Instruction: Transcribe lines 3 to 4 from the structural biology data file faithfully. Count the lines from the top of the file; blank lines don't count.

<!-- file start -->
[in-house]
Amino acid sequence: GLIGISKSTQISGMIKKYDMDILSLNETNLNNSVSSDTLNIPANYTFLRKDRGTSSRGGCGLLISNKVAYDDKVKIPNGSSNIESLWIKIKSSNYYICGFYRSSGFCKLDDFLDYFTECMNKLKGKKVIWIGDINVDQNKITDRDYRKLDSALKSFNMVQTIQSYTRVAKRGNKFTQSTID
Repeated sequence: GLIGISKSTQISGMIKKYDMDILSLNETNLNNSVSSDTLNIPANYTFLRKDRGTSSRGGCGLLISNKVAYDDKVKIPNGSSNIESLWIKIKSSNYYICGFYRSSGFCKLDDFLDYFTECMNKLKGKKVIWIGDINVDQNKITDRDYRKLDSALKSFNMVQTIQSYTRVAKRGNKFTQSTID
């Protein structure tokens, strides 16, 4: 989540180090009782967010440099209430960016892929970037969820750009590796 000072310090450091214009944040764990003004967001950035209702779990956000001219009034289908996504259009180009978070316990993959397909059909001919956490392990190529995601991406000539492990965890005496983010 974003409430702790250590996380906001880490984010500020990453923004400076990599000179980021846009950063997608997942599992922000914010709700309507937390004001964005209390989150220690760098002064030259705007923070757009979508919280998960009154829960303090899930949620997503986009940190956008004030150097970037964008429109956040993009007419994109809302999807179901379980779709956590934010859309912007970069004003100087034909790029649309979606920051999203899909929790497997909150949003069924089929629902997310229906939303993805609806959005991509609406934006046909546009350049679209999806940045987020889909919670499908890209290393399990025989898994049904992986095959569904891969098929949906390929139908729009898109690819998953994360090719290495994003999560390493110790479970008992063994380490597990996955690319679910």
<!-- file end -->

Repeated sequence: GLIGISKSTQISGMIKKYDMDILSLNETNLNNSVSSDTLNIPANYTFLRKDRGTSSRGGCGLLISNKVAYDDKVKIPNGSSNIESLWIKIKSSNYYICGFYRSSGFCKLDDFLDYFTECMNKLKGKKVIWIGDINVDQNKITDRDYRKLDSALKSFNMVQTIQSYTRVAKRGNKFTQSTID
């Protein structure tokens, strides 16, 4: 989540180090009782967010440099209430960016892929970037969820750009590796 000072310090450091214009944040764990003004967001950035209702779990956000001219009034289908996504259009180009978070316990993959397909059909001919956490392990190529995601991406000539492990965890005496983010 974003409430702790250590996380906001880490984010500020990453923004400076990599000179980021846009950063997608997942599992922000914010709700309507937390004001964005209390989150220690760098002064030259705007923070757009979508919280998960009154829960303090899930949620997503986009940190956008004030150097970037964008429109956040993009007419994109809302999807179901379980779709956590934010859309912007970069004003100087034909790029649309979606920051999203899909929790497997909150949003069924089929629902997310229906939303993805609806959005991509609406934006046909546009350049679209999806940045987020889909919670499908890209290393399990025989898994049904992986095959569904891969098929949906390929139908729009898109690819998953994360090719290495994003999560390493110790479970008992063994380490597990996955690319679910």